Detroit played an important role in World War II. As the “Arsenal of Democracy,” automakers and their suppliers were refitted to build the machinery to win the war.

It also was a busy time for the city, pulling it up from the depths of the Great Depression. Real estate was at a premium — after all, this is before freeways and urban sprawl. What are known as “inner suburbs” today were mostly farms.

Let’s learn how a building that’s at the heart of downtown Detroit’s comeback along Woodward Avenue had a former life as part of the Manhattan Project, designing and building the first Atomic Bombs.

A problem a car company could solve

The U.S. Government needed to separate higher energy U-235 from the common kind found in uranium ore. But in order to do this, the newest technology was the gaseous diffuser.

According to a 1947 book, “Secret,” the Chrysler Corporation with their experience in metals was awarded a $75,000,000 government contract — worth more than a billion dollars today — to build this in 1943.

And so began Project X-100.

The process of separating the uranium, however, would eat through many kinds of metal, including steel. So a device made of solid Nickel was designed.

The issue?

It would take all of the nickel mined in the United States for two years to pull it off. Not to mention, nickel was also being used for other things in the war effort. Even five cent coin nickels weren’t made of nickel from 1942 through 1945.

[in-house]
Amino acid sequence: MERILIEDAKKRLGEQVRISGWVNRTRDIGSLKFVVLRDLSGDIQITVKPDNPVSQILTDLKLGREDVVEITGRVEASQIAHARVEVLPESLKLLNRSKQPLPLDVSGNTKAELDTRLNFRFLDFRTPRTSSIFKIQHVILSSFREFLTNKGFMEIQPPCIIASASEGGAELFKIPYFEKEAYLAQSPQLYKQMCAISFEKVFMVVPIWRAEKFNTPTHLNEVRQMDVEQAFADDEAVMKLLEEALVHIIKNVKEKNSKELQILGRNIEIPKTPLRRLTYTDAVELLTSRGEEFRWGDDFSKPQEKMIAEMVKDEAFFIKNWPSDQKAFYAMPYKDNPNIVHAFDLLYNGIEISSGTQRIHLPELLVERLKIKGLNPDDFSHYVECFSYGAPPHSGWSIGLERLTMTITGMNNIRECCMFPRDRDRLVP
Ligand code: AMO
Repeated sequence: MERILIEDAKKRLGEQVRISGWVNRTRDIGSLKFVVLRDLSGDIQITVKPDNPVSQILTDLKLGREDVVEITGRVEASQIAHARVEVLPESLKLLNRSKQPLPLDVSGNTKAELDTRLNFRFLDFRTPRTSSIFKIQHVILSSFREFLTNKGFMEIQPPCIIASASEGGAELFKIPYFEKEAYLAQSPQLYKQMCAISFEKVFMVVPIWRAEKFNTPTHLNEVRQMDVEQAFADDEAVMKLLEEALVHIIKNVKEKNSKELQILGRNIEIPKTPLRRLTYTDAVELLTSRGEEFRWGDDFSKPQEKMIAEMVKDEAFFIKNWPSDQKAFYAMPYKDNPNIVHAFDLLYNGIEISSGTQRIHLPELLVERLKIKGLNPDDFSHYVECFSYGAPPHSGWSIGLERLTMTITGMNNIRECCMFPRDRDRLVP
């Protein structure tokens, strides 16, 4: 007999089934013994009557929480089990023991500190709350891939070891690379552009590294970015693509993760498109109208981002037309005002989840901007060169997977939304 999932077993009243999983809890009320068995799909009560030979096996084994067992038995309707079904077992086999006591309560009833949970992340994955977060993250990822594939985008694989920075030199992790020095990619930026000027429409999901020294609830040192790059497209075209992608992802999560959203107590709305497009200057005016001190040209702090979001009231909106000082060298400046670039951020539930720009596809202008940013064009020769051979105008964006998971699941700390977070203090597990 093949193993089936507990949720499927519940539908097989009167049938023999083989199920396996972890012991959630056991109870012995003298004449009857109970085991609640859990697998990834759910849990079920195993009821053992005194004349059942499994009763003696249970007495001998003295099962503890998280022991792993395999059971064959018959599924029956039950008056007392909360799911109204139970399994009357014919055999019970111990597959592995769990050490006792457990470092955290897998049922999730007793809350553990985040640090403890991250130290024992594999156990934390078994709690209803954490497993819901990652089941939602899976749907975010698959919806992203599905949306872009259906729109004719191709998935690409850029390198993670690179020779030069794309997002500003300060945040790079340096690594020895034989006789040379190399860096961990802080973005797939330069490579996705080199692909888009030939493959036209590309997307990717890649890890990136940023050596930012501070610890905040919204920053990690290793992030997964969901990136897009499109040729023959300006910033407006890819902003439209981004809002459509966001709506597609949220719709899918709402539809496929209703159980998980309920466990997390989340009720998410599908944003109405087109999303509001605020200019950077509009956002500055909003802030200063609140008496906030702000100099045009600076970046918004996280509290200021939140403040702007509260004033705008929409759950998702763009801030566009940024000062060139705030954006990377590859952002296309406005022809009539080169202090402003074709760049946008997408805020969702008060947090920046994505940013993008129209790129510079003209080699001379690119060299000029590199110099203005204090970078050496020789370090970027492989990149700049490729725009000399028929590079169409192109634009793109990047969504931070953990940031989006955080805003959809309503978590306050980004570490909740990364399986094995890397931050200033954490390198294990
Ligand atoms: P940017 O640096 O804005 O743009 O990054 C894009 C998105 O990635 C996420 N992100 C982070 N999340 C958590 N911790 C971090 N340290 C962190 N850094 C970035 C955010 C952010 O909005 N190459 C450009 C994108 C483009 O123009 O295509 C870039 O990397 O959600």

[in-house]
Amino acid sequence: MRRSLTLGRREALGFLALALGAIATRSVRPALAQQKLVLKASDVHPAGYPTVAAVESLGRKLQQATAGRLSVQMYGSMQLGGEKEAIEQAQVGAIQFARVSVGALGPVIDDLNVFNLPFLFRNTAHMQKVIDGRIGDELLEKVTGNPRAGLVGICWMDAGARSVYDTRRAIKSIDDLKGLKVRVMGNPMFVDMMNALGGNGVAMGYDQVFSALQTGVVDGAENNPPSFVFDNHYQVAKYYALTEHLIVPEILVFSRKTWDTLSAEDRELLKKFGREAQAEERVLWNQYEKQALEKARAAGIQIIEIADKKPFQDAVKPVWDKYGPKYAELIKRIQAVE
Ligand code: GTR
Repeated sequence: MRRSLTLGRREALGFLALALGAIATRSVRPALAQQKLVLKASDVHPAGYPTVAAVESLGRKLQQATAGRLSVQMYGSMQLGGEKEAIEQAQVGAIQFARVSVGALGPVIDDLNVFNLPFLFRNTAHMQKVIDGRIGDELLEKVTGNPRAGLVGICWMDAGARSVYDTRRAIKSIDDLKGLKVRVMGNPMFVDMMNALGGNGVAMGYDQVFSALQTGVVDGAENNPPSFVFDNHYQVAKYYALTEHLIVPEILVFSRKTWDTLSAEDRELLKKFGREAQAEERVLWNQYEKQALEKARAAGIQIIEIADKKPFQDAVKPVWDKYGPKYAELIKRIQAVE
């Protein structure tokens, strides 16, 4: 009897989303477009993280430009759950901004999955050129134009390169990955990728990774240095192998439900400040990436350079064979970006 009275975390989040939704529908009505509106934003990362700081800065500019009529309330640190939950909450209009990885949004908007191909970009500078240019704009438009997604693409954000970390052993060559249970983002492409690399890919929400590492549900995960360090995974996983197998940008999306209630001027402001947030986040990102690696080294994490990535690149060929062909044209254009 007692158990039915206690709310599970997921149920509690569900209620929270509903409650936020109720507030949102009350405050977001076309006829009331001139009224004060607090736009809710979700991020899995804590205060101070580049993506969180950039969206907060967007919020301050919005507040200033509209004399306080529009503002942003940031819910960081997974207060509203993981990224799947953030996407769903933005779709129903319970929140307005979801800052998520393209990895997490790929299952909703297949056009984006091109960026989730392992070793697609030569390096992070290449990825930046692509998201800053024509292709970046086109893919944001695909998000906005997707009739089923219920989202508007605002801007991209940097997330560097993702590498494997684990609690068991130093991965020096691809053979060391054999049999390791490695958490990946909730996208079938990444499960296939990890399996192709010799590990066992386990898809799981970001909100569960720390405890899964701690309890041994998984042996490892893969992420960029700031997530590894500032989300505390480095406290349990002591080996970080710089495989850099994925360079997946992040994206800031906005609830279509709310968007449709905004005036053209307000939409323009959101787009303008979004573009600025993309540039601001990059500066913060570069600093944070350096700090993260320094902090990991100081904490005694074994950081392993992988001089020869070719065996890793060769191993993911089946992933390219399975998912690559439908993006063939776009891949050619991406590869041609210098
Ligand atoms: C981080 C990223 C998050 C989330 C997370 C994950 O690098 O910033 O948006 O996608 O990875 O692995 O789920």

Kaufman Thuma (K.T.) Keller

Chrysler President K.T. Keller had a different idea. What if you plated the nickel on steel, protecting it while using 1,000 times less nickel?

Despite doubts from experts, the process worked.

1525 Woodward in Detroit today

1525 Woodward

But this secret project needed a headquarters where Chrysler employees who worked on the project could operate independently and with the least chance of being discovered.

Most of the higher-ups at the company had no idea what they were really working on.

Attending a bond rally, Keller saw that an old department store that was vacant except for the first floor that was selling the war bonds.

While the diffusers themselves were built at Chrysler’s Lynch Road plant located on Detroit’s east side at Lynch and Mt. Elliot Streets, the braintrust was at 1525 Woodward for two years.

Their work had impact for decades. The 3,500 diffusers built in Detroit were used in Oak Ridge, Tennessee through the 1980s.

A familiar history

The building was also home to a familiar name to Detroiters.

Although some accounts say the first floor was being used to sell war bonds, right now I don’t believe that’s true. I was able to find a photo of both bond rally statuary and an active retail establishment.

It was the downtown home of none other than Sanders. Yeah, THAT Sanders.

This Sanders sign was recently uncovered during renovation. This facade was removed to restore it to the original.

So this building helped push out Bumpy cakes and atomic bombs.

The upper floors of 1525 eventually became an expansion of the next-door Grinnell Brothers music store.

It was designed by none other than Albert Kahn and built in 1912.

Today, the building is soon to be used as offices for LinkedIn. It’s owned by Dan Gilbert. It has recently undergone an extensive renovation bringing it back to its roots.

So the next time you walk down Woodward Avenue on your way to a Tigers game or between meetings, you can remember the important role this building played in American history.

And think of bumpy cake.

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